This Art Club Has a Problem!
Episode 9

by Rebecca Silverman,

How would you rate episode 9 of
This Art Club Has a Problem! ?

While I always enjoy This Art Club has a Problem, it doesn't always make me laugh out loud. That's the highest praise I can give this week's episode: the whole first part kept me giggling. It's a classic “misunderstandings escalate” premise: Maria informs the impressionable (and apparently very innocent) Colette that she's heard the fabled Necronomicon is hidden somewhere on campus, so the two of them are going to look for it. Colette, not being versed in the ways of Lovecraft, basically gets “forbidden book with foreign name” out of it and shares that with Yumeko-sensei, who doesn't seem to understand that it's not a real book. In any case, this coincides with the resurfacing of the porn magazine “treasure” from the club's hunt last week, leading to a terrible misunderstanding of what people are looking for, especially since no one can get the word “Necronomicon” right. Who knew it could sound like “Neko Milk” to someone? Or worse, that would be the name of a story in a porn mag?

This isn't the most original story the show's ever done or even the episode with the best character interactions, but it captures the increasing hysteria of Usami and Uchimaki as they try to hide the magazine so well that it's almost funny in a nostalgic way. We can all remember some dumb thing we turned into a major Event in middle school. Add to that Maria and Colette's investment in their game (although to be fair, Colette may not realize that it is one), and this is a segment that really captures being thirteen or fourteen rather than the pop culture view of it – sure, you have crushes and think you're all grown up, but something like a mystical tome or a dirty magazine can still evoke a more childlike importance. Middle schoolers still play like the kids they are, and this segment gets that across.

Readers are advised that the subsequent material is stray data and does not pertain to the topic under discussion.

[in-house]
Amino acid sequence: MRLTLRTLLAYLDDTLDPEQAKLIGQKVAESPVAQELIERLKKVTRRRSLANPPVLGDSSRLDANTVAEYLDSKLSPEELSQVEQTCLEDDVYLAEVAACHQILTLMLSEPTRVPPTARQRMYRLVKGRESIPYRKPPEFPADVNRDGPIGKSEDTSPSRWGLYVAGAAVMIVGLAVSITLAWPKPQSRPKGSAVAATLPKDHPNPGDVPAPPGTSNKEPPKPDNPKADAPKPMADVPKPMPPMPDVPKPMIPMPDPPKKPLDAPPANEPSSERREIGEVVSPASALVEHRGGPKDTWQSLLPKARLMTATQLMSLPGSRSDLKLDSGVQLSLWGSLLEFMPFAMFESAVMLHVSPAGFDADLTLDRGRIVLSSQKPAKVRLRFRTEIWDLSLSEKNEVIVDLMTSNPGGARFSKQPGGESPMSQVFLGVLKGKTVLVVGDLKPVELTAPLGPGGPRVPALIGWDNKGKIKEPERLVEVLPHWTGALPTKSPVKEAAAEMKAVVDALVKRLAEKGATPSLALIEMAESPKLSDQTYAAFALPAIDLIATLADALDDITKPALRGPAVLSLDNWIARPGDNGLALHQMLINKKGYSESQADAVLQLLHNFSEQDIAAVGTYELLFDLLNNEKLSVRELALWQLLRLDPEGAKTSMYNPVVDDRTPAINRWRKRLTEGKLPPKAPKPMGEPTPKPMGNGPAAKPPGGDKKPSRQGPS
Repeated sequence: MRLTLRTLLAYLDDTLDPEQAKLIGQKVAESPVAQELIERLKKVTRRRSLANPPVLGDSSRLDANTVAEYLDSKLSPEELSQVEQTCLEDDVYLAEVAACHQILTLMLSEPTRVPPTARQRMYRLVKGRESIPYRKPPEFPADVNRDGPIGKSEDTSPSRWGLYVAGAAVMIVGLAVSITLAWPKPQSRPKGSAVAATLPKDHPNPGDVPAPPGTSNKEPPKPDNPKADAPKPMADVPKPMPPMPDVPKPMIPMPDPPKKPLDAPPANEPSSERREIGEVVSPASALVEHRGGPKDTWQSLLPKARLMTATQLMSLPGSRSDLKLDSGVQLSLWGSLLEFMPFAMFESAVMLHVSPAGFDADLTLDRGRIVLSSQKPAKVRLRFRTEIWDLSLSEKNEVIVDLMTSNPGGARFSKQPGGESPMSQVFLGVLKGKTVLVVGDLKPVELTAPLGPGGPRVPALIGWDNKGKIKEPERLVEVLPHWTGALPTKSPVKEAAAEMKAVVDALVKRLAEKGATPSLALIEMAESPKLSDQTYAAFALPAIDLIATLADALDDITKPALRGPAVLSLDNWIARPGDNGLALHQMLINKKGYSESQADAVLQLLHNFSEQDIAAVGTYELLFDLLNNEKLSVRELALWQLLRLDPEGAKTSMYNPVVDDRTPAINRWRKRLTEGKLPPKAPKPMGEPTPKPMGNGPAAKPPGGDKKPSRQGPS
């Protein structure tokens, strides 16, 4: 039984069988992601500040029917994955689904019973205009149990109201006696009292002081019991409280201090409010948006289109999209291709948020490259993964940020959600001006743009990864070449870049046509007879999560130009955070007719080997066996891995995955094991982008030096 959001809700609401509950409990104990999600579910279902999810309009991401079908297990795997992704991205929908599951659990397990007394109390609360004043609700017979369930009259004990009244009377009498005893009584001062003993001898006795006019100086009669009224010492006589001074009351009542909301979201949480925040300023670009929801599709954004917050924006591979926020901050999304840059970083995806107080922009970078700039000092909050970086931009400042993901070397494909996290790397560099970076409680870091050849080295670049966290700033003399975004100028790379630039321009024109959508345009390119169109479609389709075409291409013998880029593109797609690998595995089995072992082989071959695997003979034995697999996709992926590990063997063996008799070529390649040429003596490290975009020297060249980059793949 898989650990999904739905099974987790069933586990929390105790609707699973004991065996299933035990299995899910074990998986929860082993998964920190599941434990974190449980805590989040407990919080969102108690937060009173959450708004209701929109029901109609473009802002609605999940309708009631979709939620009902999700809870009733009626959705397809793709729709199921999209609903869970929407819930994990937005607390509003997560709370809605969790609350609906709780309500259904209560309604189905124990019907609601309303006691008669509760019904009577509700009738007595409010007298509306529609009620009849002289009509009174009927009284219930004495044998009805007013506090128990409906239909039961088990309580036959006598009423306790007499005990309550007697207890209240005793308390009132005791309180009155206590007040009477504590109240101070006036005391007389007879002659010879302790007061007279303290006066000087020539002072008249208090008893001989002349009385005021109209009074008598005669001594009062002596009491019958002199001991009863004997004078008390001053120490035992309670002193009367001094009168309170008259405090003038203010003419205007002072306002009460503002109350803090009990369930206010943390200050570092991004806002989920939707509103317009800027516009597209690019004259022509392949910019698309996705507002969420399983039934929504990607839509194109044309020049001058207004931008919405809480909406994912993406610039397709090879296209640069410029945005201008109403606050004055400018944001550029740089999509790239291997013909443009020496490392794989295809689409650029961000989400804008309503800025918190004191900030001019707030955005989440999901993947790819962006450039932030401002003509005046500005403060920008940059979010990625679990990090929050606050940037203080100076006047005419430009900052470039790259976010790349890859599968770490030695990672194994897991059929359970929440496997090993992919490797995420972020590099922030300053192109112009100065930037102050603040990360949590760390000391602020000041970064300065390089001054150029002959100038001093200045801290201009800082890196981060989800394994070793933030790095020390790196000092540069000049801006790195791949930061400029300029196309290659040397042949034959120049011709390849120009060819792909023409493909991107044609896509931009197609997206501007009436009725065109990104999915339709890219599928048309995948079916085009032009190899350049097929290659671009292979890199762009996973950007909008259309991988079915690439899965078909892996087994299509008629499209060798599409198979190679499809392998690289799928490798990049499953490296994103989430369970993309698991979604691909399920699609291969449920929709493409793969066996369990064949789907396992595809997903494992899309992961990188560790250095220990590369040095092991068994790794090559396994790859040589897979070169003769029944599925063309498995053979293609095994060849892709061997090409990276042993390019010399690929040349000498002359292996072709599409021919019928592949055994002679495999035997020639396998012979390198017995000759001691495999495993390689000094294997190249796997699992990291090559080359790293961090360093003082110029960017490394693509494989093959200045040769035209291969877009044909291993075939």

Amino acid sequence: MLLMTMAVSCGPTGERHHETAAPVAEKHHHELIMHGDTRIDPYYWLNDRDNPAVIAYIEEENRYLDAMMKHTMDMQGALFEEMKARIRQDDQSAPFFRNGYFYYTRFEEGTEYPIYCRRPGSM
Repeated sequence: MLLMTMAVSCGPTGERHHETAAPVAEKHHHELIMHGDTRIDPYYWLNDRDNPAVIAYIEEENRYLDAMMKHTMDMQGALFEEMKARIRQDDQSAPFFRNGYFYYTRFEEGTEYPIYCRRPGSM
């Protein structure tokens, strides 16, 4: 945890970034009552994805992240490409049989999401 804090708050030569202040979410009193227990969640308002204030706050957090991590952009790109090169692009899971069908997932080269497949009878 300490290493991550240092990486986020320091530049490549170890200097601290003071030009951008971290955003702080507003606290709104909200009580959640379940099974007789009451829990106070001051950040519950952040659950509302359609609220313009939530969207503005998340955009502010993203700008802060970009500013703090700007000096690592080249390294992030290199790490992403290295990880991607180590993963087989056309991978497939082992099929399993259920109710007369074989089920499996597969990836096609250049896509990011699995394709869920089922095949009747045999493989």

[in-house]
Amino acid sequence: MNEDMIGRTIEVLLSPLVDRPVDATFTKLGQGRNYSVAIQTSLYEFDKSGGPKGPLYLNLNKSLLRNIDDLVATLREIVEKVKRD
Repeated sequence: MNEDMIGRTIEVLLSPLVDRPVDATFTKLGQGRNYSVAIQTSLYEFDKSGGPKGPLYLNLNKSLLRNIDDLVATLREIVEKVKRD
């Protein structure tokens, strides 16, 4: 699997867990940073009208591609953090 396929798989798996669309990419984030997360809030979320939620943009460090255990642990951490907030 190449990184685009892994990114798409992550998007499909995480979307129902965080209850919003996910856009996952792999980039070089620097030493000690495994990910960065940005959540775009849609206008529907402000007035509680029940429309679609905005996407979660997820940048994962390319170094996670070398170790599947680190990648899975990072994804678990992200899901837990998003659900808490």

Interestingly enough, this week's three-section episode gets weaker with each mini-story, although I admit that the ending, “A Moe Walk,” is simply not my cup of tea as it chronicles the adorable interactions of Moeka and the Club President, when she shows up on campus to see her grandpa and bumps into a class-skipping Pres. It's cute but nothing special, particularly in the context of this episode.

The middle segment brings back Uchimaki's would-be rival, Nameless Guy (he still doesn't get to introduce himself), for a rematch in the clubroom. Mildly undaunted by the fact that Uchimaki doesn't really remember him, Nameless Guy agrees to a contest where they both take ten minutes to draw Usami, only to be thwarted by an attack of hormones. Annoyed at Uchimaki laughing at her “cute pose,” Usami encourages his rival, so flustering the poor guy that he can't get it together. If this was a longer show, this could be the beginning of some more love geometry – and it may be in the source manga. With only a few episodes left, it still makes for a pretty funny one-off joke, especially when our lovestruck fellow sits in his empty classroom after school, replaying everything Usami said and suddenly realizing that one thing was definitely worrisome. In terms of the series as a whole, this segment did a nice job showing how comfortable Usami and Uchimaki's relationship has gotten – and for those of us rooting for them as a couple, it also lets us know that Uchimaki may be more aware of her as a girl than he thinks, even if she is a 3D one.

It's worth bringing up the eyecatches this week; they're usually little continuations of the story we just saw, and although this week's are no exception, they are especially good, particularly for the first and last segments. In fact, the final eyecatch is a little better than the actual story it follows; Moeka apparently snuck out of the house to find her grandfather, so the end card shows that her mom has put her on a leash. Meanwhile, the card for the first segment reminds me of the sort of naïve little middle schooler (and high schooler, if we're being honest) that I was – Colette may have wanted the magazine, but she apparently had no idea what it was actually about.

Sometimes it's all about the little moments. Given the preview for episode ten, which appears to be trying it's best to make us think that something major is going to happen, there should be quite a few of those little moments ahead for our little club.

Rating: B+

This Art Club Has a Problem! is currently streaming on Crunchyroll.

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